© All Rights Reserved Kristi D
Discovery of uranium in the 70s led to a tremendous burst of wealth for the young Niger. But when the world demand for uranium dropped sharply, Niger found itself ripped of its livelihood. In the twenty years since Niger's demise, the country has made little headway into developing new industries. Eyes are turning to tourism, but few are aware of the country's vast potential in this area.
This potential is characterized by stunning vistas of moonlit desert landscapes, lush oases, towering volcanic peaks and remote waterfalls. It's a destination best enjoyed in the cool of night, under the stars. Daytime activities like shopping in bustling marketplaces are well worth it, if you can stand the heat. Niger's major national park, known as Parc W, abounds with lions, cheetahs, leopards, hyenas, jackals and other staple African creatures, such as elephants and crocodiles. During the rainy season, Parc W is one of West Africa's nicest parks.
The Songhai Empire expanded into what is modern Niger from the 1400s, reaching as far as Agadez before its collapse in 1591, from which the modern Zarma and Songhai peoples trace their history. At its fall, portions of the empire and refugees from modern Mali formed a series of Songhai states, with the Dendi Kingdom becoming the most powerful.
In the 19th century, contact with the West began when the first European explorers - notably Mungo Park (British) and Heinrich Barth (German) - explored the area, searching for the source of the Niger River. Although French efforts at "pacification" began before 1900, dissident ethnic groups, especially the desert Tuareg, were not fully subdued until 1922, when Niger became a French colony. In addition to conferring French citizenship on the inhabitants of the territories, the 1946 French constitution provided for decentralization of power and limited participation in political life for local advisory assemblies. After the establishment of the Fifth French Republic on December 4, 1958, Niger became an autonomous state within the French Community. Following full independence on August 3, 1960.
For its first fourteen years as an independent state, Niger was run by a single-party civilian regime under the presidency of Hamani Diori. In 1974, a combination of devastating drought and accusations of rampant corruption resulted in a coup d'état that overthrew the Diori regime. Col. Seyni Kountché and a small military group ruled the country until Kountché's death in 1987. Military rule ended in 1991 for short while and since then it has been a republic for most of the time and since 1999 indefinately. In votes that international observers found to be generally free and fair, the Nigerien electorate approved the new constitution in July 1999 and held legislative and presidential elections in October and November 1999. Heading a coalition of the National Movement for a Developing Society (MNSD) and the Democratic and Social Convention (CDS), Mamadou Tandja won the election.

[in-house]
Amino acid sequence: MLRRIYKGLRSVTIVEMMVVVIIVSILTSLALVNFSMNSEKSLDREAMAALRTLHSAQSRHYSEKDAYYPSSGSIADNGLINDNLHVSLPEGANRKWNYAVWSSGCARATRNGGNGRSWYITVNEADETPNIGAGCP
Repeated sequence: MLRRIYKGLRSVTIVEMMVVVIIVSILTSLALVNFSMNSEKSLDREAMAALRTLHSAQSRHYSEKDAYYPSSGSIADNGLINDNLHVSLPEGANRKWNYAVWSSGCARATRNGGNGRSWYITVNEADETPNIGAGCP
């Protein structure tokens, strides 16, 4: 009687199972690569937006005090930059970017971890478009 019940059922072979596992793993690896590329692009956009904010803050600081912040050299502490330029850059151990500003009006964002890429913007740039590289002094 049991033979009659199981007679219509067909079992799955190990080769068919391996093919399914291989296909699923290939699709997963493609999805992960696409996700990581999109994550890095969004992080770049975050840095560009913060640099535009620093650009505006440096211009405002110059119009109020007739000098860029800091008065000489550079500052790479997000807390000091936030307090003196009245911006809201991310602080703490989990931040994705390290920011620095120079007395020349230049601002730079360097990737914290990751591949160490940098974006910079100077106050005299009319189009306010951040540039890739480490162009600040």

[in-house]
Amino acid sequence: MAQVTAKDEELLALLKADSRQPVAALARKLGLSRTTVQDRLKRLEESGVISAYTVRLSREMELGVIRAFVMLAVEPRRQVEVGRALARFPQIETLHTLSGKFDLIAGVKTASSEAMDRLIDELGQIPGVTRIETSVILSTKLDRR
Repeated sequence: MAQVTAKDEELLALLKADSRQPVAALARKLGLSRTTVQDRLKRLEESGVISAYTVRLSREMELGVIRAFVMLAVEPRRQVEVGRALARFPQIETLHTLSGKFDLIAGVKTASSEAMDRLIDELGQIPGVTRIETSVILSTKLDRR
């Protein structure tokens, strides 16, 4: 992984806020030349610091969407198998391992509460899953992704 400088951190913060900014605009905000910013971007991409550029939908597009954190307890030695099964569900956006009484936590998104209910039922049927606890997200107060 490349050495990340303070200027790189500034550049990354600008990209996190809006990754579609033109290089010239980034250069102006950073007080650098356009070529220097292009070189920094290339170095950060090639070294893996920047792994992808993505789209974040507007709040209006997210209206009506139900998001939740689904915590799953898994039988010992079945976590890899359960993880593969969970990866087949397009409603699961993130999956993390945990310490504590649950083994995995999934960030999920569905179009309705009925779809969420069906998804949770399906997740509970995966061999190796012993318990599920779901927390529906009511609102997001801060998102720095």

Niger is a landlocked nation in West Africa located along the border between the Sahara and Sub-Saharan regions. It lies between latitudes 11° and 24°N, and longitudes 0° and 16°E. Niger's area is 1,267,000 square kilometres of which 300 square kilometres is water. Niger borders seven countries and has a total border of 5,697 kilometres. The longest border is with Nigeria to the south (1,497 kilometres). This is followed by Chad to the east, at 1,175 kilometres, Algeria to the north-northwest (956 kilometres), and Mali at 821 kilometres. Niger also has small borders in its far southwest with Burkina Faso at 628 kilometres and Benin at 266 kilometres and to the north-northeast Libya at 354 kilometres. The lowest point is the Niger River, with an elevation of 200 metres. The highest point is Mont Idoukal-n-Taghès in the Aïr Mountains at 2,022 metres. The north of the country is covered by large deserts and semi deserts. The typical mammal fauna consists of Addax antelopes, Scimitar-horned oryx, gazelles and in mountains Barbary sheep. One of the largest reserves of the world, the Aïr and Ténéré National Nature Reserve was founded in the northern parts of the Niger to protect these rare species. The southern parts of Niger are naturally dominated Savannahs. The W National Park, situated in the bordering area to Burkina Faso and Benin, belongs to one of the most important areas for wildlife in Western Africa, which is called the WAP (W-Arli-Pendjari) Complex. It has the most important population of the rare West African lion and one of the last populations of the Northwest African cheetah. Other wildlife includes elephants, buffaloes, roan antelopes, kob antelopes and warthogs. The West African giraffe is currently not found in the W National Park, but further north in Niger, where it has its last relict population.
Niger is organised into 7 departments.
The Parc National Du W Du Niger is a huge park of more than 9,000 square kilometres and is place on the UNESCO World Heritage List. It is a cross border national park with Benin and Burkina Faso being the other two countries with large parts of the park within their boundaries. Niger has about 2200 square kilometres. Although animal numbers are not huge, especially compared to its more famous brothers in the east and south of the continent, there is a wide variety of species indeed. You will definitely see antelopes, buffaloes, elephants, hippos, lions, leopards, cheetahs, baboons, Nile crocodiles, hyenas, jackals, warthogs and more than 300 species of bird live here as well. It mainly consists of dry savanna woodland which functions as a transition zone between the Sahel and the more humid savannas further south. The 'W' actually comes from the double bend in the Niger River at the norther border of this massive park. The entrance in Niger is at La Tapoa, about 145 kilometres from the capital Niamey and you will need a guide to get around.